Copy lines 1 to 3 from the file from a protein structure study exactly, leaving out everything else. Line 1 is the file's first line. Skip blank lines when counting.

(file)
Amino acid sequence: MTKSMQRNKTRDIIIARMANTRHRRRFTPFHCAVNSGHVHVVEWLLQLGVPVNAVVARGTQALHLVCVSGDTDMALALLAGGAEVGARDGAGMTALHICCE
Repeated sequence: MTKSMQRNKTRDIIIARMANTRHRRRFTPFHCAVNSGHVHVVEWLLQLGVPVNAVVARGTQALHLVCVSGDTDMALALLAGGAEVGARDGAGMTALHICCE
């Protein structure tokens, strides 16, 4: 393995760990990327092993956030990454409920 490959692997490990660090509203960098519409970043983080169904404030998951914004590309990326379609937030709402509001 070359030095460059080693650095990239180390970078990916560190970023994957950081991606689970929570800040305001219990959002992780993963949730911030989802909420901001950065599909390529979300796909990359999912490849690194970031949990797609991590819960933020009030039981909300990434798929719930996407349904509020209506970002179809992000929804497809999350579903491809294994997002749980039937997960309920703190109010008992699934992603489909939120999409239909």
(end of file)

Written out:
Amino acid sequence: MTKSMQRNKTRDIIIARMANTRHRRRFTPFHCAVNSGHVHVVEWLLQLGVPVNAVVARGTQALHLVCVSGDTDMALALLAGGAEVGARDGAGMTALHICCE
Repeated sequence: MTKSMQRNKTRDIIIARMANTRHRRRFTPFHCAVNSGHVHVVEWLLQLGVPVNAVVARGTQALHLVCVSGDTDMALALLAGGAEVGARDGAGMTALHICCE
């Protein structure tokens, strides 16, 4: 393995760990990327092993956030990454409920 490959692997490990660090509203960098519409970043983080169904404030998951914004590309990326379609937030709402509001 070359030095460059080693650095990239180390970078990916560190970023994957950081991606689970929570800040305001219990959002992780993963949730911030989802909420901001950065599909390529979300796909990359999912490849690194970031949990797609991590819960933020009030039981909300990434798929719930996407349904509020209506970002179809992000929804497809999350579903491809294994997002749980039937997960309920703190109010008992699934992603489909939120999409239909």